Thursday, September 4, 2014

Book review: The Curse of Chalion, Lois McMaster Bujold

(Yea, I've been bad with the updates and I apologize, there are some weeiiiird happenings in my life that include shitty neighbors who want to party six days a week, at three in the morning and escaped convicts in my neighborhood that resulted in a reverse sheriff's department call that said DON'T LEAVE YOUR HOUSE TILL WE TELL YOU. Turned out Bad Guy was, in fact, clear across the city hiding in a store's basement or something but still, welcome to my weird life.)

This is going to be another not very long review, mostly because I can’t think of many things I disliked about this book.

Okay, short summary:

Cazaril is a broken man; in the fantasy world of swords, magic, gods and politics he ended up on the wrong end of a political maneuver and was sentenced to slavery – despite his noble lineage.

We begin at his almost end – he has been newly freed from his brutal captives and has been slowly dragging his broken body back to the place of his childhood, Valenda.

Here he finds more than he could ever hope for; a home, old friendships and a post in the noble household of his youth.

Cazeril impresses the Dowager Provincara with his wits and intelligence and lands a position tutoring her grandchildren (I think they were? Nieces? Related, anyhow) and meets the high spirited, wonderfully sassy and sharp Royesse (title for Royal, I assume?) Iselle.

Very quickly he is thrown back into a world of intrigue, political maneuvering and a terrifying curse that lay on the blood of Iselle’s family. In a short period of time the Royesse Iselle, her brother and handmaiden all find themselves facing life-threatening situations that will become progressively worse unless her clever tutor is able, and willing, to find a way to break the curse.

Okay.

THIS? This, right here? Is how fantasy should be done. This book, these characters, ALL OF IT are something that should be upheld of how characters should be written more often.

The main character, and the point of view, is from Cazaril. He is a believable, sympathetic protagonist who makes an extraordinary sacrifice for a girl whom he loves like a daughter. To save her from some truly terrible things he performs a Death Curse – magic that kills the caster, as it does the target, BUT something strange happens and he survives, albeit with a festering cancerous tumor inside his gut that contains the curse, the soul of his victim, and the demon he summoned.

Cazaril is freaking amazing; he suffers SO MUCH in this book and you just want him to succeed so badly.

I wish more authors would take note of how Cazaril is written. He’s badass without wholesale slaughtering people/villages/entire countries. He is absolutely capable of severe violence, but only does so when absolutely necessary.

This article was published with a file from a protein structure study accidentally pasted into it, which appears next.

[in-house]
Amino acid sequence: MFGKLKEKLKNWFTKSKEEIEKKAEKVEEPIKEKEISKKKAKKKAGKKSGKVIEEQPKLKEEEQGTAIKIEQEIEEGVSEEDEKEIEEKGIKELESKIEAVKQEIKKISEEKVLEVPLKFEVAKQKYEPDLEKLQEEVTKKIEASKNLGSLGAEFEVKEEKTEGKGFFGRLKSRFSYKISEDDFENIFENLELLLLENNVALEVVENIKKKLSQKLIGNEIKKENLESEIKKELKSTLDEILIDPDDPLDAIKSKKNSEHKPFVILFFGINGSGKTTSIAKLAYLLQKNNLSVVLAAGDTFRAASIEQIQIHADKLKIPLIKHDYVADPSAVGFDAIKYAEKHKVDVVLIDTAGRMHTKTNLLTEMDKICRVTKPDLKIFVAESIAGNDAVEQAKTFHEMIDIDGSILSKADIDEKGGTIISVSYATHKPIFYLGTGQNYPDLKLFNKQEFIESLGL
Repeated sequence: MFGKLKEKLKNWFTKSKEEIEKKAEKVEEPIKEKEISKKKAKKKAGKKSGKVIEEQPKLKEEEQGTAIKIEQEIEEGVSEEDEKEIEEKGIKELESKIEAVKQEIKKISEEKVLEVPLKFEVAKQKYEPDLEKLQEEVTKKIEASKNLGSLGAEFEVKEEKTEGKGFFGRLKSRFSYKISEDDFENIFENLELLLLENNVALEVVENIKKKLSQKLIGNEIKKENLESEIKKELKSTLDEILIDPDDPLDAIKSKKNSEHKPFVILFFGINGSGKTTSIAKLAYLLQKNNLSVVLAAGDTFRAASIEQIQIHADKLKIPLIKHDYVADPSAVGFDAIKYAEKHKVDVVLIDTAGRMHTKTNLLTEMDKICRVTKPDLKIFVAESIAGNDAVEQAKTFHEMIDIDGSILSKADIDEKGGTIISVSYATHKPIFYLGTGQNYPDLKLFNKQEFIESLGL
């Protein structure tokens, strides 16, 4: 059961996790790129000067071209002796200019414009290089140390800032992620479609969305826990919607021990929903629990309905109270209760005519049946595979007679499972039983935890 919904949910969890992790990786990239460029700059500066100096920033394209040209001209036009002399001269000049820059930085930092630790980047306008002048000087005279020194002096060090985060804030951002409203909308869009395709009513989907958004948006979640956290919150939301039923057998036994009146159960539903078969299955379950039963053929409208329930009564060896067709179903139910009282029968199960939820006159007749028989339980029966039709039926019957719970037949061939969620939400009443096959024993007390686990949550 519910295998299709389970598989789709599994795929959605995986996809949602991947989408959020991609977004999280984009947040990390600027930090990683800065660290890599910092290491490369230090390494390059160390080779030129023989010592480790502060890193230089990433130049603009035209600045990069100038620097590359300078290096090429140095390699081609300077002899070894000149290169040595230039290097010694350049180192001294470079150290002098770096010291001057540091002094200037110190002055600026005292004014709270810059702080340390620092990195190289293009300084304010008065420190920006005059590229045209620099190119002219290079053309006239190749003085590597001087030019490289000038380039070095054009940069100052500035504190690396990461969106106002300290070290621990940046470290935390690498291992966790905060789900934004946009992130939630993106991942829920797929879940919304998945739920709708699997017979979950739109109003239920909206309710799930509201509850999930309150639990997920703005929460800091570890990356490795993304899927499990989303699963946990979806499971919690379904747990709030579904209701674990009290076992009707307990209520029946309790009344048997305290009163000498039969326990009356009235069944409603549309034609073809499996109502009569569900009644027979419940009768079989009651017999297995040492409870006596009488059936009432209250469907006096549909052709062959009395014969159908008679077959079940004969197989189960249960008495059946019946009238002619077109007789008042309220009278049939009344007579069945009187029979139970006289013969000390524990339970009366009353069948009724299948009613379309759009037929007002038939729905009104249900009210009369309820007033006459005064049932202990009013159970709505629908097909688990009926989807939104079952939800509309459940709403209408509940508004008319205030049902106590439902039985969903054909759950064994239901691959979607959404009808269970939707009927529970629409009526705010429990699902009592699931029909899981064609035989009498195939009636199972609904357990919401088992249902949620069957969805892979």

He is absolutely not an avatar for someone’s 14 year old self fantasy of glory, sex and blood – like the sense I get in a LOT of fantasy books I read that include male protagonists.

He has sexual attraction to Iselle’s handmaid (and to Iselle, at first? I can’t remember, it was at the beginning of the book) but he doesn’t go on and on in explicit terms of what he what like to do with her. In fact, because he is basically a dead man walking, he swears off any and all relations with her, even though they both obviously love each other.

Need I also add that there is no Rape as a Backstory or Plot Device in this novel?

There is one character who was badly misused (sigh, raped) but the plot doesn’t make this a Device to turn the tale, doesn’t make it the only thing about that one character. In fact, it’s more merely mentioned as something the curse brought down upon her in the past, not graphically described and doted upon as some cheap shock value for the audience.

Iselle is a marvelous example of a strong female character who never lifts a sword, nor commits an act of violence. She is simply very intelligent, a quick learner and is very brave. She puts herself in incredibly difficult political positions to protect her family and Cazaril, as best she can.

She makes some risky gambles with her political ties in an attempt to end the curse and is generally an interesting and well rounded character.

Same with her handmaiden.

This is a simple, quick read despite being over four hundred pages. One of my very small gripes is that I didn’t get a sense of world building very well, only because I’m a person who loves huge long vivid descriptions and this book mostly focused on the relations between the characters.

I felt it was kind of like, Cazaril and Co. are here, now they are there, and now they are back here again. But that’s a fairly small gripe in the large scheme of well written plot and characters. See? Short summary, good book.

Oh, and, I think this is an actual series, but if you wanted to just read the first one the ending is wrapped up pretty well.

2 comments:

  1. Read the Vorkosigan books. Just read them. I will shove them at you once your coffee table clears slightly. Bujold is a freaking amazing writer.

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  2. yea, she's pretty amazing. I would LOVE to read more things by her. I'm finishing up a Diana Wynne Jones book and then I will be ready for MOOOREE

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